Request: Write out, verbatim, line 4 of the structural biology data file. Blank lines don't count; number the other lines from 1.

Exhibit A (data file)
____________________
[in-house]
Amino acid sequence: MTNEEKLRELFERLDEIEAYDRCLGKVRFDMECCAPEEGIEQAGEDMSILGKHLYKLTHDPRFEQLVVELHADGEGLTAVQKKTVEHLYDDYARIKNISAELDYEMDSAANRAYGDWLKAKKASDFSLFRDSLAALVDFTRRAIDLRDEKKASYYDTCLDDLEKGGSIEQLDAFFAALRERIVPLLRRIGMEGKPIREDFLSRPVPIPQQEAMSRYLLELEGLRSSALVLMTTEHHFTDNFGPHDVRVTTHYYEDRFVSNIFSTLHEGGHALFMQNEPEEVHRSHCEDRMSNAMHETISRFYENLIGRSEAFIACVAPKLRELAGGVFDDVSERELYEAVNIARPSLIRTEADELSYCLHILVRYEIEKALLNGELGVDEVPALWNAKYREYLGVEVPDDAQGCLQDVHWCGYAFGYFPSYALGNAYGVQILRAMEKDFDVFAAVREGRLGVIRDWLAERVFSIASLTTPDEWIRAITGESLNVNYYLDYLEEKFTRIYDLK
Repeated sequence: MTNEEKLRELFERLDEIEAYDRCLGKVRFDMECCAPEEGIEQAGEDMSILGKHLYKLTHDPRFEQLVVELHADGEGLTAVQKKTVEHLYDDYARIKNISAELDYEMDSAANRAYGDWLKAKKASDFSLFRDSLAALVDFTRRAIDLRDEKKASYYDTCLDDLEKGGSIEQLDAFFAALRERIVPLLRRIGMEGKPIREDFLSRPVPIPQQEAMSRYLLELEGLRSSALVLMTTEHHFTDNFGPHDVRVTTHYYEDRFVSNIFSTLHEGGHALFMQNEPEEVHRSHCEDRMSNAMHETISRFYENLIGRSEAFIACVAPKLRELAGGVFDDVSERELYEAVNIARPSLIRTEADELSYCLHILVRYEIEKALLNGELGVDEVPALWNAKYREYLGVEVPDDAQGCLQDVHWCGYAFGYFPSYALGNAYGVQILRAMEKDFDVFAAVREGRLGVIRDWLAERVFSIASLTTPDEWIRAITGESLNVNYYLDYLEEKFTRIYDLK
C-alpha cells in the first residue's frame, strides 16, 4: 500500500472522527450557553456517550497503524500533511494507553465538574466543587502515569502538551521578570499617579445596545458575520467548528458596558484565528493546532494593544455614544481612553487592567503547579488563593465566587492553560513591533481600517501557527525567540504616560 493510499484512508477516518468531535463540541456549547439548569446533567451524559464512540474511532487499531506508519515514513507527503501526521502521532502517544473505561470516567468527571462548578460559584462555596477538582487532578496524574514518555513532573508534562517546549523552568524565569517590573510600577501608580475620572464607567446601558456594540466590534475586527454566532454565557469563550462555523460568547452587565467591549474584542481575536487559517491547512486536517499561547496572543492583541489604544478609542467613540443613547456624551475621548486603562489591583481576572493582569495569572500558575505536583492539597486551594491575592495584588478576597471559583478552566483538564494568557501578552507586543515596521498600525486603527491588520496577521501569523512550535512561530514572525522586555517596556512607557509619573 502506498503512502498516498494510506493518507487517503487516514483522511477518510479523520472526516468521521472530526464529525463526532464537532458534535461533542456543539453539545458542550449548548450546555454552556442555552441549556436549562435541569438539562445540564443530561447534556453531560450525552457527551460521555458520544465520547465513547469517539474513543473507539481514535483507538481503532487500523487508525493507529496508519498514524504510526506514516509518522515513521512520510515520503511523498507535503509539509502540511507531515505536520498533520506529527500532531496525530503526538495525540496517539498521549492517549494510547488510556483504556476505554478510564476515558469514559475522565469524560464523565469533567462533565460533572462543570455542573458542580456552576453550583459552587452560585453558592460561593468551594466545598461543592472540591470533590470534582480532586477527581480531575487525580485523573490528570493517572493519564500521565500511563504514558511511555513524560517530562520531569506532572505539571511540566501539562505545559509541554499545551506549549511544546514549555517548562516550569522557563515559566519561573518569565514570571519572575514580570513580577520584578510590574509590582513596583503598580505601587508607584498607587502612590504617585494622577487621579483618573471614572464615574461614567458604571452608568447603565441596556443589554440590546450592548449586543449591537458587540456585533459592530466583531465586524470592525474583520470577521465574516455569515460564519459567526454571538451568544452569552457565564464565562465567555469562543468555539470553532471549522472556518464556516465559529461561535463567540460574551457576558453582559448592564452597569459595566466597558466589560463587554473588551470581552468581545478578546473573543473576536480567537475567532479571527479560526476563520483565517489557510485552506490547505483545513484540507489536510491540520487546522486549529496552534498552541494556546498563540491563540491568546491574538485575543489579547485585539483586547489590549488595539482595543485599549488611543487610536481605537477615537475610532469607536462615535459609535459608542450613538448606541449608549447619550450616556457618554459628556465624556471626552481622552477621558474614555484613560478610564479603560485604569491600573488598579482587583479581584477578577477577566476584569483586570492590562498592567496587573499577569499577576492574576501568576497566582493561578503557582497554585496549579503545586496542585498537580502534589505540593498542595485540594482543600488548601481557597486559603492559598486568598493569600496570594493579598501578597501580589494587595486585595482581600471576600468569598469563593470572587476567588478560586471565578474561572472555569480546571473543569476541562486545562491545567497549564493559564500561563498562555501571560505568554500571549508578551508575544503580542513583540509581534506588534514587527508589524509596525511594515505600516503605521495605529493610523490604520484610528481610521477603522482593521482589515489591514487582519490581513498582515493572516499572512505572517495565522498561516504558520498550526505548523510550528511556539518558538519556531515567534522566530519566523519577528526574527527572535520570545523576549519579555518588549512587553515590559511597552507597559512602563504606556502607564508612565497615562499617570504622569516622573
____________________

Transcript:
C-alpha cells in the first residue's frame, strides 16, 4: 500500500472522527450557553456517550497503524500533511494507553465538574466543587502515569502538551521578570499617579445596545458575520467548528458596558484565528493546532494593544455614544481612553487592567503547579488563593465566587492553560513591533481600517501557527525567540504616560 493510499484512508477516518468531535463540541456549547439548569446533567451524559464512540474511532487499531506508519515514513507527503501526521502521532502517544473505561470516567468527571462548578460559584462555596477538582487532578496524574514518555513532573508534562517546549523552568524565569517590573510600577501608580475620572464607567446601558456594540466590534475586527454566532454565557469563550462555523460568547452587565467591549474584542481575536487559517491547512486536517499561547496572543492583541489604544478609542467613540443613547456624551475621548486603562489591583481576572493582569495569572500558575505536583492539597486551594491575592495584588478576597471559583478552566483538564494568557501578552507586543515596521498600525486603527491588520496577521501569523512550535512561530514572525522586555517596556512607557509619573 502506498503512502498516498494510506493518507487517503487516514483522511477518510479523520472526516468521521472530526464529525463526532464537532458534535461533542456543539453539545458542550449548548450546555454552556442555552441549556436549562435541569438539562445540564443530561447534556453531560450525552457527551460521555458520544465520547465513547469517539474513543473507539481514535483507538481503532487500523487508525493507529496508519498514524504510526506514516509518522515513521512520510515520503511523498507535503509539509502540511507531515505536520498533520506529527500532531496525530503526538495525540496517539498521549492517549494510547488510556483504556476505554478510564476515558469514559475522565469524560464523565469533567462533565460533572462543570455542573458542580456552576453550583459552587452560585453558592460561593468551594466545598461543592472540591470533590470534582480532586477527581480531575487525580485523573490528570493517572493519564500521565500511563504514558511511555513524560517530562520531569506532572505539571511540566501539562505545559509541554499545551506549549511544546514549555517548562516550569522557563515559566519561573518569565514570571519572575514580570513580577520584578510590574509590582513596583503598580505601587508607584498607587502612590504617585494622577487621579483618573471614572464615574461614567458604571452608568447603565441596556443589554440590546450592548449586543449591537458587540456585533459592530466583531465586524470592525474583520470577521465574516455569515460564519459567526454571538451568544452569552457565564464565562465567555469562543468555539470553532471549522472556518464556516465559529461561535463567540460574551457576558453582559448592564452597569459595566466597558466589560463587554473588551470581552468581545478578546473573543473576536480567537475567532479571527479560526476563520483565517489557510485552506490547505483545513484540507489536510491540520487546522486549529496552534498552541494556546498563540491563540491568546491574538485575543489579547485585539483586547489590549488595539482595543485599549488611543487610536481605537477615537475610532469607536462615535459609535459608542450613538448606541449608549447619550450616556457618554459628556465624556471626552481622552477621558474614555484613560478610564479603560485604569491600573488598579482587583479581584477578577477577566476584569483586570492590562498592567496587573499577569499577576492574576501568576497566582493561578503557582497554585496549579503545586496542585498537580502534589505540593498542595485540594482543600488548601481557597486559603492559598486568598493569600496570594493579598501578597501580589494587595486585595482581600471576600468569598469563593470572587476567588478560586471565578474561572472555569480546571473543569476541562486545562491545567497549564493559564500561563498562555501571560505568554500571549508578551508575544503580542513583540509581534506588534514587527508589524509596525511594515505600516503605521495605529493610523490604520484610528481610521477603522482593521482589515489591514487582519490581513498582515493572516499572512505572517495565522498561516504558520498550526505548523510550528511556539518558538519556531515567534522566530519566523519577528526574527527572535520570545523576549519579555518588549512587553515590559511597552507597559512602563504606556502607564508612565497615562499617570504622569516622573